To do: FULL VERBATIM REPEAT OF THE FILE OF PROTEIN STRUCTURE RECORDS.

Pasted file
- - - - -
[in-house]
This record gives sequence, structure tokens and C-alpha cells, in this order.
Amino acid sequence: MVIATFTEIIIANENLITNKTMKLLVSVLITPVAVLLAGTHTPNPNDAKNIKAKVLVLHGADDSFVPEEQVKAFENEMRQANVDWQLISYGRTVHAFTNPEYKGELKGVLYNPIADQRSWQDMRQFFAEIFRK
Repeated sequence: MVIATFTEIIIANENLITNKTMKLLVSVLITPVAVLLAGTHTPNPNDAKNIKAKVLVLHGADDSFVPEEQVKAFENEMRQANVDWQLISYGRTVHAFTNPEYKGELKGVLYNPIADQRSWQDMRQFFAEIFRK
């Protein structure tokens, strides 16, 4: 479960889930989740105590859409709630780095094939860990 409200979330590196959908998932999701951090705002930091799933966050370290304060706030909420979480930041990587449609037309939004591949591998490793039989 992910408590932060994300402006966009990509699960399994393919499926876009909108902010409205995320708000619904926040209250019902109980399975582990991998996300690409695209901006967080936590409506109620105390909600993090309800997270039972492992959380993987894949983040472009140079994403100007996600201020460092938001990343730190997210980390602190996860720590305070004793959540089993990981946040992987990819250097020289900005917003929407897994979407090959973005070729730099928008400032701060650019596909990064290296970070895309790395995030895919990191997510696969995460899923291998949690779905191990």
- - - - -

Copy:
[in-house]
This record gives sequence, structure tokens and C-alpha cells, in this order.
Amino acid sequence: MVIATFTEIIIANENLITNKTMKLLVSVLITPVAVLLAGTHTPNPNDAKNIKAKVLVLHGADDSFVPEEQVKAFENEMRQANVDWQLISYGRTVHAFTNPEYKGELKGVLYNPIADQRSWQDMRQFFAEIFRK
Repeated sequence: MVIATFTEIIIANENLITNKTMKLLVSVLITPVAVLLAGTHTPNPNDAKNIKAKVLVLHGADDSFVPEEQVKAFENEMRQANVDWQLISYGRTVHAFTNPEYKGELKGVLYNPIADQRSWQDMRQFFAEIFRK
């Protein structure tokens, strides 16, 4: 479960889930989740105590859409709630780095094939860990 409200979330590196959908998932999701951090705002930091799933966050370290304060706030909420979480930041990587449609037309939004591949591998490793039989 992910408590932060994300402006966009990509699960399994393919499926876009909108902010409205995320708000619904926040209250019902109980399975582990991998996300690409695209901006967080936590409506109620105390909600993090309800997270039972492992959380993987894949983040472009140079994403100007996600201020460092938001990343730190997210980390602190996860720590305070004793959540089993990981946040992987990819250097020289900005917003929407897994979407090959973005070729730099928008400032701060650019596909990064290296970070895309790395995030895919990191997510696969995460899923291998949690779905191990």